Back to Africa Check

Bill Gates not testing Covid-19 vaccine in Africa

A message circulating on social media in Nigeria claims that US billionaire Bill Gates wants to “sell” a Covid-19 vaccine in Africa – to destroy the continent.

One version, a screenshot posted on Facebook on 31 March 2020, shows Didier Raoult, the French doctor who promoted chloroquine as a cure for coronavirus. It says the doctor has called on Africans “not to take Bill Gates vaccine”. (Disclosure: The Bill and Melinda Gates Foundation is one of Africa Check’s funders, providing 18% of our income in 2018.) 

It then attributes this quote to Raoult: “I call on Africans not to take the vaccine that will soon be sold against coronavirus. This vaccine contains poison and the West want to destroy Africa on the pretext that it is the coronavirus that destroyed the Africa. Why don’t they start their vaccine in Italy, Spain and France, where there are a lot of cases? I call on African leaders to caution. The only vaccine and antidote to fight coronavirus is chloroquine. I want this message share to all of Africa.”

Suspicion about a coronavirus vaccine has seemingly been fuelled by two French doctors, Jean-Paul Mira and Camille Lochte, saying on live TV that Covid-19 vaccine trials should be done in Africa, “where there are no masks, no treatments, no resuscitation”.

Is Gates really about to send a coronavirus vaccine to Africa?

Quote not linked to Raoult

A search Raoult on Facebook yielded a few accounts and pages with his name and photo. Some of the accounts have no post. One had a few posts made on 25 March 2020. Other pages were only created in late March.  

None of them had the quote about Gates’s coronavirus vaccine for Africa. It was also not found in Raoult’s Twitter timeline.  

An organisation he leads, IHU Méditerranée Infection, a research centre in Marseille, France, told AFP that Raoult did not make such a statement.

Coronavirus vaccine at least 18 months away

In an article on the Covid-19 pandemic published on 28 February 2020, Gates said the Coalition for Epidemic Preparedness Innovations had prepared up to eight promising vaccine candidates for clinical trials. 

“If one or more of these vaccines proves safe and effective in animal models, they could be ready for larger-scale trials as early as June,” he said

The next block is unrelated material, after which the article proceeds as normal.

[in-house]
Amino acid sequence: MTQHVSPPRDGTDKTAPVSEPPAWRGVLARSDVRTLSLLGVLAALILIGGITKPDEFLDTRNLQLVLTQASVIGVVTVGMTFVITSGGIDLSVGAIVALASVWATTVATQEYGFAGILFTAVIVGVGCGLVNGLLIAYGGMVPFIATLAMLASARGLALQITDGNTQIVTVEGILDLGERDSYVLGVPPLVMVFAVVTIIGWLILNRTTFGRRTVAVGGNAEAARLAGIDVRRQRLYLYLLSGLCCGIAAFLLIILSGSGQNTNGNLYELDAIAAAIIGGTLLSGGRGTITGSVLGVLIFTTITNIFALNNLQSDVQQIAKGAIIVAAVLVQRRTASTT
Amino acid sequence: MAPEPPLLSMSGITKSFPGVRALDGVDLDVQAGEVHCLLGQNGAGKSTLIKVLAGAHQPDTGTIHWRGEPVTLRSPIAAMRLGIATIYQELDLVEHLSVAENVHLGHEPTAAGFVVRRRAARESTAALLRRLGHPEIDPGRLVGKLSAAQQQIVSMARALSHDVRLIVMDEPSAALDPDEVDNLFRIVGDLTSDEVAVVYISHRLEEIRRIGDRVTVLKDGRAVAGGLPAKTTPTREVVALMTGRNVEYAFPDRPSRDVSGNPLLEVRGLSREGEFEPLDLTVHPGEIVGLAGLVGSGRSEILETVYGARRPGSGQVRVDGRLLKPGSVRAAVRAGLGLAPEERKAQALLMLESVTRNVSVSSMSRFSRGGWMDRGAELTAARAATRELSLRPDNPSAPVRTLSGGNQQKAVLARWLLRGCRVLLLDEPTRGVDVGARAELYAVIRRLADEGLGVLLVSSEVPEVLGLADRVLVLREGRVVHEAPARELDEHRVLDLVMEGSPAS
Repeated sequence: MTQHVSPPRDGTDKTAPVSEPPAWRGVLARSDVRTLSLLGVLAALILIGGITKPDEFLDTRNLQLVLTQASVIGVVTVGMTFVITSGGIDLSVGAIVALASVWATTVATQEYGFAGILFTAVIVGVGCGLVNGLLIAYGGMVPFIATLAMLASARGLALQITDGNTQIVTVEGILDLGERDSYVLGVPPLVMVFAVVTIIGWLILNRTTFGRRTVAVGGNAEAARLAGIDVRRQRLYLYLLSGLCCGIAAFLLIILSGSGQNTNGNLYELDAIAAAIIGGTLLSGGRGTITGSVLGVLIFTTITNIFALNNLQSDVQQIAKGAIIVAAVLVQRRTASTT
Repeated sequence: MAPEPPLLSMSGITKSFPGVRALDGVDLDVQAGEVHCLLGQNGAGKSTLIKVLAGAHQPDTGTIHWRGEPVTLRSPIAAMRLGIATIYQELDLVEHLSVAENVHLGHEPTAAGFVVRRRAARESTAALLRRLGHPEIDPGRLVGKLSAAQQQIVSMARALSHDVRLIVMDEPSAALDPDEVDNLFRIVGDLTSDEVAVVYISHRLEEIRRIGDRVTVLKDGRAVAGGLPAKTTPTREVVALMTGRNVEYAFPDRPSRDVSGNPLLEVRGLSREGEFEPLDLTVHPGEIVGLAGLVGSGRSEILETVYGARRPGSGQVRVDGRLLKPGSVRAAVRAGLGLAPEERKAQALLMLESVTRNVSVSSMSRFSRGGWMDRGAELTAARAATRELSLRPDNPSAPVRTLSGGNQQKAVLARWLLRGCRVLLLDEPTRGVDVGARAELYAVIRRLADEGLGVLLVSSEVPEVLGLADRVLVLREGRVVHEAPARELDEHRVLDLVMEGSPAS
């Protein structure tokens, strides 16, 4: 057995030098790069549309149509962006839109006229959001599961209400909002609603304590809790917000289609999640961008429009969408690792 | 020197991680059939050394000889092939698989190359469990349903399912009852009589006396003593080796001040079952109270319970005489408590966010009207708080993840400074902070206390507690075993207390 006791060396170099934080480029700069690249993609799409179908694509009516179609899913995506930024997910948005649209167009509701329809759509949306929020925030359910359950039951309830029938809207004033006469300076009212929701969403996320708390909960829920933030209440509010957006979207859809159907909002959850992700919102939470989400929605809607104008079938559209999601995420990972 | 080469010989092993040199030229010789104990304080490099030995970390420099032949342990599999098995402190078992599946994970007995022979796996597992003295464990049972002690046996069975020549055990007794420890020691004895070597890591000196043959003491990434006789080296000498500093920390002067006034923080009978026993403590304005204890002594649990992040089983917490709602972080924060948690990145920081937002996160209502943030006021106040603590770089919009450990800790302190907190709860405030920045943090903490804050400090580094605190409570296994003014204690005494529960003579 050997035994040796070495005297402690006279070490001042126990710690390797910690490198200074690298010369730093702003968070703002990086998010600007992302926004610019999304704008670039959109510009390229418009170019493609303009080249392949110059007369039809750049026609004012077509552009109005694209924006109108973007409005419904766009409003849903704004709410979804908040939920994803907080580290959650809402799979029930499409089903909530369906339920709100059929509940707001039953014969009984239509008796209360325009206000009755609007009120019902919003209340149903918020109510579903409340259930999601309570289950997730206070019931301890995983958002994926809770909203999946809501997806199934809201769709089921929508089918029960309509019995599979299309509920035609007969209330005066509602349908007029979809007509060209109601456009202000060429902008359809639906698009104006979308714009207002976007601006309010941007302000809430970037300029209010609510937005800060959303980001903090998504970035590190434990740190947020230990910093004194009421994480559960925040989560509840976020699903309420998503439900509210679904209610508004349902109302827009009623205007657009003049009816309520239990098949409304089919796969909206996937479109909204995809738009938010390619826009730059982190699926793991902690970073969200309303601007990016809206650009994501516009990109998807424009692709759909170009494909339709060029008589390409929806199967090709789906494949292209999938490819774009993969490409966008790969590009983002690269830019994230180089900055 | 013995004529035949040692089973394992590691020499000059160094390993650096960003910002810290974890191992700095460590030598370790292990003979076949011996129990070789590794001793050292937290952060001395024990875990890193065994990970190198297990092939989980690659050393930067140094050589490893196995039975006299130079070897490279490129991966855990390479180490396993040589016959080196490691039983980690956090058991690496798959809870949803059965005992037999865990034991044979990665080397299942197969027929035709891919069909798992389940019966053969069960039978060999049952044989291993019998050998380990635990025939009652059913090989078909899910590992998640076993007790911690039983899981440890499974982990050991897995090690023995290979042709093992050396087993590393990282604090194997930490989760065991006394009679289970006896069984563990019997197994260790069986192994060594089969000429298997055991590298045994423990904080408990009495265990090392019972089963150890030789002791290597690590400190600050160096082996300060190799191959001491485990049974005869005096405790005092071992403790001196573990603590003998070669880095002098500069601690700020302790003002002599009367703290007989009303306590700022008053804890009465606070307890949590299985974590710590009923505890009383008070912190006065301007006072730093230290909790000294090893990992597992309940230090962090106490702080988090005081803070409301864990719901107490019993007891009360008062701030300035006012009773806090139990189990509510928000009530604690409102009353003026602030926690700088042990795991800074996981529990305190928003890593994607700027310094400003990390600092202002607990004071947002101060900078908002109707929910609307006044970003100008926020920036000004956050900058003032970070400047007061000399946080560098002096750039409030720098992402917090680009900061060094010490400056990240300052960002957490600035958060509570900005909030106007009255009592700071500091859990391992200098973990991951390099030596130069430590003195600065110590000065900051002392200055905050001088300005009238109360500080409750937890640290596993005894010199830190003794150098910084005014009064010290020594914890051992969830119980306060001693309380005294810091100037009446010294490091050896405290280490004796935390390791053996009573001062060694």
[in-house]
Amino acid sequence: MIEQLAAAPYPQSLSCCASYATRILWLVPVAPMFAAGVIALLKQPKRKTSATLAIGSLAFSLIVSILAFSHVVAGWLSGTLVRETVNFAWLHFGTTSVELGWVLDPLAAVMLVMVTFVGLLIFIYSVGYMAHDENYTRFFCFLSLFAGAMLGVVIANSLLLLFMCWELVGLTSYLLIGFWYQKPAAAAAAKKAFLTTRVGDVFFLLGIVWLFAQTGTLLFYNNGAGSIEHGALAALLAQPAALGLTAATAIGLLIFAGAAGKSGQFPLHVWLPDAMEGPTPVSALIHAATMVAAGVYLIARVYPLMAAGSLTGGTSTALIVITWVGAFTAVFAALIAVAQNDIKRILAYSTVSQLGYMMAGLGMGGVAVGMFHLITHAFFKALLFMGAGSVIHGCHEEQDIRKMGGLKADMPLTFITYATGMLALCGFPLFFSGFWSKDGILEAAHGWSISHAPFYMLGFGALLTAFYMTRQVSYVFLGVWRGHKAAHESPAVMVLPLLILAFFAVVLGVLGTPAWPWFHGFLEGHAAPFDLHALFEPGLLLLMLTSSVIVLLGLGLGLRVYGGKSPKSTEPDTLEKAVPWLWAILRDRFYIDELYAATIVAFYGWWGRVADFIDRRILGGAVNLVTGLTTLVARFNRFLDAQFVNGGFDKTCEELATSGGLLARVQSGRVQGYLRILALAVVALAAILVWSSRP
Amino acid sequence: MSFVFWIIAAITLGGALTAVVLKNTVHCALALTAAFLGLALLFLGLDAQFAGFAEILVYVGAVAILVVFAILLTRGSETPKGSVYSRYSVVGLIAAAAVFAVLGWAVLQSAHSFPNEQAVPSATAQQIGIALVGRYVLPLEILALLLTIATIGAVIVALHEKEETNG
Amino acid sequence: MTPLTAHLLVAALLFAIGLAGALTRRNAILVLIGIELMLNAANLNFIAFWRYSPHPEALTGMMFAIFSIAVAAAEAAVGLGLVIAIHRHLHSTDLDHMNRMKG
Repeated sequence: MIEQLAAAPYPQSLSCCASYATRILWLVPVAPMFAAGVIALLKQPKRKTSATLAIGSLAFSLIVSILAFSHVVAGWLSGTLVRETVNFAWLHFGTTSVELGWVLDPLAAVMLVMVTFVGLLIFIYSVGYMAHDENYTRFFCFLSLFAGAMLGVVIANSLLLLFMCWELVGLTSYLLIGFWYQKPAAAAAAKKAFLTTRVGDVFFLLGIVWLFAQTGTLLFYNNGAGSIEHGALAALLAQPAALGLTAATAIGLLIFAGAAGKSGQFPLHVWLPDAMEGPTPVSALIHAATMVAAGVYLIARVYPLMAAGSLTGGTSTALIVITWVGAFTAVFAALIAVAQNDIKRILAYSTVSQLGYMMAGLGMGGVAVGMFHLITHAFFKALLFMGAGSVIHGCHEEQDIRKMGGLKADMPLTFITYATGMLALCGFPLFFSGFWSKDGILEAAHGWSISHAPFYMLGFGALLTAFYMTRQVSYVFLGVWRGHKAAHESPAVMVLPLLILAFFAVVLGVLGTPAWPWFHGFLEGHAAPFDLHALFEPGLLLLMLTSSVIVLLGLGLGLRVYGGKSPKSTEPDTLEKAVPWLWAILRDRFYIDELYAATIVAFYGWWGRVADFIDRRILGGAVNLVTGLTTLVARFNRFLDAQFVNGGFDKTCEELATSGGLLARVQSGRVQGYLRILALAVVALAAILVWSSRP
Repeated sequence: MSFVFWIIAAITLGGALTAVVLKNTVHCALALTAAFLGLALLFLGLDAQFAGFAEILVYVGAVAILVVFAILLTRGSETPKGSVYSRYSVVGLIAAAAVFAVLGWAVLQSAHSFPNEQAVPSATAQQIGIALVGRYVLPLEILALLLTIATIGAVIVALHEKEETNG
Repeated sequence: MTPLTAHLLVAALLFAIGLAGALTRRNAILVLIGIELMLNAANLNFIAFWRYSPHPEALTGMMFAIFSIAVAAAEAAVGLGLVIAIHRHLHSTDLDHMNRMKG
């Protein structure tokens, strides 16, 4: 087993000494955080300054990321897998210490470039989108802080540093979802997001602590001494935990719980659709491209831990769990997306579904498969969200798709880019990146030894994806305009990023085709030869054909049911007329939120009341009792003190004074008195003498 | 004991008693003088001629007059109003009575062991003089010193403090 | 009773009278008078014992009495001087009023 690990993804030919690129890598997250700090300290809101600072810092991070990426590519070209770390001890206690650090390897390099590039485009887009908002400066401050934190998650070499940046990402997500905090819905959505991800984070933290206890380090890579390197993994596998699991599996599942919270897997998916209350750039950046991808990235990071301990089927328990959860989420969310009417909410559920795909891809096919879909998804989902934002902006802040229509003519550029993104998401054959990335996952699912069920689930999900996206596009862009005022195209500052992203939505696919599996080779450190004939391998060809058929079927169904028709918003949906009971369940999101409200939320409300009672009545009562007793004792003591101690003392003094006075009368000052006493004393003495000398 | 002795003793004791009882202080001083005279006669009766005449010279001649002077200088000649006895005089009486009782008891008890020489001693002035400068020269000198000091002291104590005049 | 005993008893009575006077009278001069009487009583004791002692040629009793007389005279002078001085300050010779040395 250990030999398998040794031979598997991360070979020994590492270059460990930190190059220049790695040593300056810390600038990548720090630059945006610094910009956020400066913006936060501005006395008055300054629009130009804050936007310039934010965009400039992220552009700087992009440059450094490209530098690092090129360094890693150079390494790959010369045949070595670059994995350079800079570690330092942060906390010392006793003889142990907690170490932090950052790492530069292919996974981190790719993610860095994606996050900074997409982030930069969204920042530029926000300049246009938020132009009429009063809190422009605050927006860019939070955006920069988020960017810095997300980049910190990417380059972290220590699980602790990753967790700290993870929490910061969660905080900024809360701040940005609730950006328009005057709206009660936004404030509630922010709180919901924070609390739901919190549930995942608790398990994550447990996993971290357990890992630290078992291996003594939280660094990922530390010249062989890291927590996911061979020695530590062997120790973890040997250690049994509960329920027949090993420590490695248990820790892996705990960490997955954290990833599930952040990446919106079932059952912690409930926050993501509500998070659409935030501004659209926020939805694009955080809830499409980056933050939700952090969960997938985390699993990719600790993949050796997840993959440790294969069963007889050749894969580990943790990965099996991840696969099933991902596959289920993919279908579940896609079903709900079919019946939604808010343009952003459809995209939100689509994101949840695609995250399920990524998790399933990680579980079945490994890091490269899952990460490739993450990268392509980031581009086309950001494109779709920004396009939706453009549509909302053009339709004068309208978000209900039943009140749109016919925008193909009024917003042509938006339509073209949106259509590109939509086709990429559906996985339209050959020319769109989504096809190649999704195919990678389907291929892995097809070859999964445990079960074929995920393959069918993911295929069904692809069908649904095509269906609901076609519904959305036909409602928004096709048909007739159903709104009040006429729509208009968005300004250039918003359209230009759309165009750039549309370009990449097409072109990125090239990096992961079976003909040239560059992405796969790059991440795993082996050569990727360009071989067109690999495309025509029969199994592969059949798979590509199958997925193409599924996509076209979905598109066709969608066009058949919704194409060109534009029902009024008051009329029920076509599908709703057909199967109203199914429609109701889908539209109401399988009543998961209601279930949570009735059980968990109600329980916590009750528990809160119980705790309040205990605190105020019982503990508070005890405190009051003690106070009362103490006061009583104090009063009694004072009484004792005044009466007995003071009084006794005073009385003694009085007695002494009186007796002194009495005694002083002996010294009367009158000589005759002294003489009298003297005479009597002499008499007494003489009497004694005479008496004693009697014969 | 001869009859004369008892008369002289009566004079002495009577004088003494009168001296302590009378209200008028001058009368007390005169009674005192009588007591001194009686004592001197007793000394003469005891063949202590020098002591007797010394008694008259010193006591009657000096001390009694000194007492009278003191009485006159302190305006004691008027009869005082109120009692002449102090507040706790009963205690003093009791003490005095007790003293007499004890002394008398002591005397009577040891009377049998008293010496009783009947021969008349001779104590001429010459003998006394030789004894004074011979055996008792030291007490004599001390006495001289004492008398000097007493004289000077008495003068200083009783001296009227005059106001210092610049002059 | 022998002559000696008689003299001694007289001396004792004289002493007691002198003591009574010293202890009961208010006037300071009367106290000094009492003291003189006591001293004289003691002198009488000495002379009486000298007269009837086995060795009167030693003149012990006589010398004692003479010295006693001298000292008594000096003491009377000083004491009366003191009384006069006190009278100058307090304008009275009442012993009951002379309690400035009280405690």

CEO of the Gates Foundation, Mark Suzman, told CNN that efforts are being made to develop a coronavirus vaccine as quickly as possible. But it will still take at least 18 months.

There is no evidence that the coronavirus vaccine currently being developed with support from the Gates Foundation and other partners will be tested in Africa.

WHO condemns French doctors’ comments

The claim has also been debunked by the World Health Organization. On 6 April WHO director general, Dr Tedros Adhanom Ghebreyesus, condemned the comments by Mira and Locht.

“Africa can't and won't be a testing ground for any vaccine,” Ghebreyesus said. – Allwell Okpi


Republish our content for free

We believe that everyone needs the facts.

You can republish the text of this article free of charge, both online and in print. However, we ask that you pay attention to these simple guidelines. In a nutshell:

1. Do not include images, as in most cases we do not own the copyright.

2. Please do not edit the article.

3. Make sure you credit "Africa Check" in the byline and don't forget to mention that the article was originally published on

For publishers: what to do if your post is rated false

A fact-checker has rated your Facebook or Instagram post as “false”, “altered”, “partly false” or “missing context”. This could have serious consequences. What do you do?

Click on our guide for the steps you should follow.

Publishers guide

Africa Check teams up with Facebook

Africa Check is a partner in Meta's third-party fact-checking programme to help stop the spread of false information on social media.

The content we rate as “false” will be downgraded on Facebook and Instagram. This means fewer people will see it.

You can also help identify false information on Facebook. This guide explains how.

Add new comment

Restricted HTML

  • Allowed HTML tags: <a href hreflang> <em> <strong> <cite> <blockquote cite> <code> <ul type> <ol start type> <li> <dl> <dt> <dd> <h2 id> <h3 id> <h4 id> <h5 id> <h6 id>
  • Lines and paragraphs break automatically.
  • Web page addresses and email addresses turn into links automatically.
limit: 600 characters

Want to keep reading our fact-checks?

We will never charge you for verified, reliable information. Help us keep it that way by supporting our work.

Become a newsletter subscriber

Support independent fact-checking in Africa.